Antibiotic Drug Discovery in the Era of Superbugs17 May 2019
Mr Marco Albanese began his work in progress seminar by introducing us to his academic background. Having studied for his masters’ degree in Pharmaceutical Chemistry and Technology at the University of Salerno, Marco currently works on behalf of the Oxford Drug Design company as an early stage researcher and as a PhD student, currently working towards the aim to develop antibacterial solutions for the novel antibiotic targets, histidine sinases.
After the introduction, we were given an overview of the definition of antibiotics, their uses, how they impact our bodies and how our health depends on them. Then, Marco gave us a timeline of how research and development leads to modern medicine and how the evolution of resistance in bacteria has led to the urgent need for new antibiotics. Resistance in bacteria is rising due to the overuse and misuse of antibiotics, with 75% sold for agricultural use and 25% unnecessarily prescribed to patients.
AMR (Antimicrobial resistance), the increasing ineffectiveness of treatments and antibiotics, is a global threat, which leads to 700,000 deaths every year. 42 new antibiotics are in development but, with the stringent FDA regulations that new antibiotics must go through thorough to demonstrate safety and effectiveness only 1 out of 5 will be approved. . This leads to most not reaching the market and with the discovery and funding processes spanning between 9-16 years, it can be a very long and expensive process.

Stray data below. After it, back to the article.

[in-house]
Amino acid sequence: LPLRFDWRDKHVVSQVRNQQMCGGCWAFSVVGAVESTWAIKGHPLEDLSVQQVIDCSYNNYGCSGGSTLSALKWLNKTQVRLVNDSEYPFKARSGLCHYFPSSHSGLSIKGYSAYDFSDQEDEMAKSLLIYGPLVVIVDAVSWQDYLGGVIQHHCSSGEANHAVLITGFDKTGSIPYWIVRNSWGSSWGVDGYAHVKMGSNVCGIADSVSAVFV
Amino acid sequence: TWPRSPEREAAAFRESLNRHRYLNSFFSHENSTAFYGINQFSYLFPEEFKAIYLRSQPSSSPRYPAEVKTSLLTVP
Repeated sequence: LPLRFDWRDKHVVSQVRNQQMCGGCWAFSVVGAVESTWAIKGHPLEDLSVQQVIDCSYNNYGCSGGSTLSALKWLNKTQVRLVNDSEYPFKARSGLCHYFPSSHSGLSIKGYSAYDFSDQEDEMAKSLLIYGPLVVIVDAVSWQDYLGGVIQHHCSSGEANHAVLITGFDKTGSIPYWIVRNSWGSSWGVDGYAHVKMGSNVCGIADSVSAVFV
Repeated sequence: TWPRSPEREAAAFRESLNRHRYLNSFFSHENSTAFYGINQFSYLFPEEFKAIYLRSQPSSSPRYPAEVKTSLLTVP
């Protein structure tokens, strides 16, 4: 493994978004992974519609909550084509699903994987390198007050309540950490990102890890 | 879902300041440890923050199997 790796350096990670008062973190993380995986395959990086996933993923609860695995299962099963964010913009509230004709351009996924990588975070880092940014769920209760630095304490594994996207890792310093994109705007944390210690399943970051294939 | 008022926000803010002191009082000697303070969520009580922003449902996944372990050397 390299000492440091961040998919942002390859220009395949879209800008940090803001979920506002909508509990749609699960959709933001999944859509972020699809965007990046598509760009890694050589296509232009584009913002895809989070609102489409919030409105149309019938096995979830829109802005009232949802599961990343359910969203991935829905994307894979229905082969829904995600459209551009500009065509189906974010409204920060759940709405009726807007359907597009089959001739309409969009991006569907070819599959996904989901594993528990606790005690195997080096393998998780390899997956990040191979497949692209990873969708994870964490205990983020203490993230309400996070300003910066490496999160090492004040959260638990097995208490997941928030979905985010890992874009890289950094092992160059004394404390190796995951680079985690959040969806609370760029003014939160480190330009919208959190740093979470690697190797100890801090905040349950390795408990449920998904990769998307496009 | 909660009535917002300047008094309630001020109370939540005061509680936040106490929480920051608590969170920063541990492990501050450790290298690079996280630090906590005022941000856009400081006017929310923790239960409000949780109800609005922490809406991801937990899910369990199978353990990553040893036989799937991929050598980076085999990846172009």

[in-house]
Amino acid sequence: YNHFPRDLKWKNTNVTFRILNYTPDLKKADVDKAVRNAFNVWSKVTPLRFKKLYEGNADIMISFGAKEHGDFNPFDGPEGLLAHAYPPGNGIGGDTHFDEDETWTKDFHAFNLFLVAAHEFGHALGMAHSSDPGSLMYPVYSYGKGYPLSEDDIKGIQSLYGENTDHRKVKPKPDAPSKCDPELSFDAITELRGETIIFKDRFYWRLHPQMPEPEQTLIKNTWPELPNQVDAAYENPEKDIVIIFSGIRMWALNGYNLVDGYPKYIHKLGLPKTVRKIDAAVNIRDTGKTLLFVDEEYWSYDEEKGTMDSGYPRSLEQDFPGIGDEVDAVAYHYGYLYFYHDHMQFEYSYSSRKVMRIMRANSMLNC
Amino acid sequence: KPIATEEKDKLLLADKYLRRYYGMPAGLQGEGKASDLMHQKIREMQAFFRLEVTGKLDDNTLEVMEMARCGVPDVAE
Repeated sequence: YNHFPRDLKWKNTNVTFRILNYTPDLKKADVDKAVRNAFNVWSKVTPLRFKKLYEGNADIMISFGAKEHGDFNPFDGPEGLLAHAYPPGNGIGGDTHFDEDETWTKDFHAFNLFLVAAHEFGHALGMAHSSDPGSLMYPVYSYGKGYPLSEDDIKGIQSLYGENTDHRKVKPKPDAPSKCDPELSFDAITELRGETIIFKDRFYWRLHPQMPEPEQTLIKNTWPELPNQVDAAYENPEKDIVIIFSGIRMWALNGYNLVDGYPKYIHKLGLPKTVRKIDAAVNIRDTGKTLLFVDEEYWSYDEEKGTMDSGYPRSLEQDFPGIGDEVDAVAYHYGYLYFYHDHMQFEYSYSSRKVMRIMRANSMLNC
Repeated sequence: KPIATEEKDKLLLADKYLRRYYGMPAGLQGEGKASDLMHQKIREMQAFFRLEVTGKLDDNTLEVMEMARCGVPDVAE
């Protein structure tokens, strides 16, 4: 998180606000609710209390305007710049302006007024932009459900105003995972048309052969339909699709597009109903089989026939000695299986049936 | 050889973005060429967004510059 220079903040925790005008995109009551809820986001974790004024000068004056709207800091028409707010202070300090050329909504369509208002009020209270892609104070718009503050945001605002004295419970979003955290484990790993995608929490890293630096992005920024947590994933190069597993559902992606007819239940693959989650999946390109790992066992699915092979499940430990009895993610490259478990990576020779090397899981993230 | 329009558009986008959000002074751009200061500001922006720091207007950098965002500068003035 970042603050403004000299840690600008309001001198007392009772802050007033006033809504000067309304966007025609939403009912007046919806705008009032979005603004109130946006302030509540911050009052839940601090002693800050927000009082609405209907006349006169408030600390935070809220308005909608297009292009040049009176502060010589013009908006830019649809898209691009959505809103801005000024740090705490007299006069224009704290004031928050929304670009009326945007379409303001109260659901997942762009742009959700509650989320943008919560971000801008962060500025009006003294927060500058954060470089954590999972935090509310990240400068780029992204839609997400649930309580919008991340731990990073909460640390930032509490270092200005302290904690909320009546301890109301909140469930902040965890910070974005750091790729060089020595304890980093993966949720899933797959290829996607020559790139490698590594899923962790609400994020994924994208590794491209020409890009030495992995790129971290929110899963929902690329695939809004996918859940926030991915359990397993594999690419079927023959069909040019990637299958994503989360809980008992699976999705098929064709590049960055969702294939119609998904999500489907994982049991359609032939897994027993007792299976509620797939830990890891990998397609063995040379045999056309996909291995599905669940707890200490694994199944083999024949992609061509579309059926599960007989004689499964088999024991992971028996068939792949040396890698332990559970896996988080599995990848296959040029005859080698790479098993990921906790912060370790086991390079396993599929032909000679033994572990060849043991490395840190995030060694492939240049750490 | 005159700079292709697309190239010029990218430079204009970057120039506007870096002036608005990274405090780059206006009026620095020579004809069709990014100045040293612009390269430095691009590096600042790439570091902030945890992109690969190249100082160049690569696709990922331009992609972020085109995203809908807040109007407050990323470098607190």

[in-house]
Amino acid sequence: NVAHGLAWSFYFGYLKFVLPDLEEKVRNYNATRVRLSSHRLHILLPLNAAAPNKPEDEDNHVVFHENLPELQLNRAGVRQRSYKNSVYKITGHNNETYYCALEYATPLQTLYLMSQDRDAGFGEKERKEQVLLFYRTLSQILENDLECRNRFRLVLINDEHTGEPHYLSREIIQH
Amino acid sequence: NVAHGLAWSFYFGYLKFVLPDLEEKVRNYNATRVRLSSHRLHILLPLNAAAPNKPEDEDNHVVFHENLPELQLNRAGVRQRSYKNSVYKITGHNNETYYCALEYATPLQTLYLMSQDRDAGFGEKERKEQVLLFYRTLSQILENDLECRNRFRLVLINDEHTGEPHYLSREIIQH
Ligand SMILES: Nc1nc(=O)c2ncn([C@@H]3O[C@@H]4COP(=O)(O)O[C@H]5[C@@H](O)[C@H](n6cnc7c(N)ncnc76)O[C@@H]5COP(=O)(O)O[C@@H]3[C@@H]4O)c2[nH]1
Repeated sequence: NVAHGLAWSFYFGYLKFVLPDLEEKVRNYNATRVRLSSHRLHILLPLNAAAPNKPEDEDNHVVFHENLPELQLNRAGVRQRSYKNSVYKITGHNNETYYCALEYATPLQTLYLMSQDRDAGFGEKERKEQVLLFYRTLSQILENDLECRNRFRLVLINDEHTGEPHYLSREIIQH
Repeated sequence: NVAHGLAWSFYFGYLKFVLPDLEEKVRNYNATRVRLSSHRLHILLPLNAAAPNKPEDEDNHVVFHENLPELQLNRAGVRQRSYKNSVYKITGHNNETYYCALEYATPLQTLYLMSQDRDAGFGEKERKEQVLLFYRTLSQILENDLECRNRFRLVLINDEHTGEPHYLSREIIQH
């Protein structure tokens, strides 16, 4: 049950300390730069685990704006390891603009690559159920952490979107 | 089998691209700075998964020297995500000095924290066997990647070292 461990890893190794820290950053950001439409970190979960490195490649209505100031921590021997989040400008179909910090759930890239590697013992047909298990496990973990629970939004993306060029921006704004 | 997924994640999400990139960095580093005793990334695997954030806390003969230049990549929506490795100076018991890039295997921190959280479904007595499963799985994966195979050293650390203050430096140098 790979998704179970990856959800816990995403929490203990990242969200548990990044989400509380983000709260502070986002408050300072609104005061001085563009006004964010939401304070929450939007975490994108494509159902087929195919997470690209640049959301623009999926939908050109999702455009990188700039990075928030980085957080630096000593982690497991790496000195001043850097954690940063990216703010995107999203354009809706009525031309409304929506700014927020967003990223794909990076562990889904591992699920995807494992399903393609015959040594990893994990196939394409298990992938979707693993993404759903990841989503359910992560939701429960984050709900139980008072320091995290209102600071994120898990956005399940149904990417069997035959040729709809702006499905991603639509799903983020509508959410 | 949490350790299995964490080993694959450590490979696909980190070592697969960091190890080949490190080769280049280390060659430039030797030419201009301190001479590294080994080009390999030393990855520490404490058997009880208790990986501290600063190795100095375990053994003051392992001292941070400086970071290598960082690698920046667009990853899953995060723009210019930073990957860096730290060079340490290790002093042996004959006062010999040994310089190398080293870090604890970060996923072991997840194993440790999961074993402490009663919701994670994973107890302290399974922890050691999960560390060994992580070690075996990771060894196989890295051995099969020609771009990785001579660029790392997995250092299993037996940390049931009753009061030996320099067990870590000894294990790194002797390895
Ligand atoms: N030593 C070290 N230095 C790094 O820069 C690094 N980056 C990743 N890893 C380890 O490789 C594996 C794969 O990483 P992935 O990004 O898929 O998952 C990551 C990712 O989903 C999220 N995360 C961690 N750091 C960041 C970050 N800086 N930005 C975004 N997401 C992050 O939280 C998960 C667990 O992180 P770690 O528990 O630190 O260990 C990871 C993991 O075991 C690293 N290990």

Marco explained the process of his work. The first phase is “Hit Identification”; identifying a molecule and modifying its structure to improve its function. This uses “Fragment Based Drug Design” which involves identifying small compounds that bind to different areas of histidine kinases and then linking them together. Using X-ray Crystallography fragment screening, Marco was able to identify 5 hits which can be optimised to improve interactions with the proteins to improve potency and also reduce binding to unwanted targets, reducing the risk of side effects. Marco explained that by using molecular docking, a binding score would determine the success of the shape that would fill the missing cavity, and this would guide optimization of the hit.
Marco’s docking had been tested with a virtual screening strategy and he showed us examples of the process and outcomes. He finalised his presentation by presenting the conclusions and future perspectives he had drawn from his work, taking into account the discovery costs and process. He hopes to present results on his next work in progress seminar.
In summary, our work in progress speaker, Marco Albanese, gave us a better understanding of his research in antibiotic discovery and the progress needed to implement the solutions. This seminar also gave students and staff the opportunity to benefit from the discussion of ‘Antibiotic Discovery in the Era of Superbugs’, possibly incorporating the new knowledge into their own research.
The Work in Progress seminar series gives postgraduate and undergraduate students anan insight into the range of research projects being undertaken in the School of Computing, an opportunity to broaden their understanding of computer science and identify areas of interest for further study. All are encouraged to attend.
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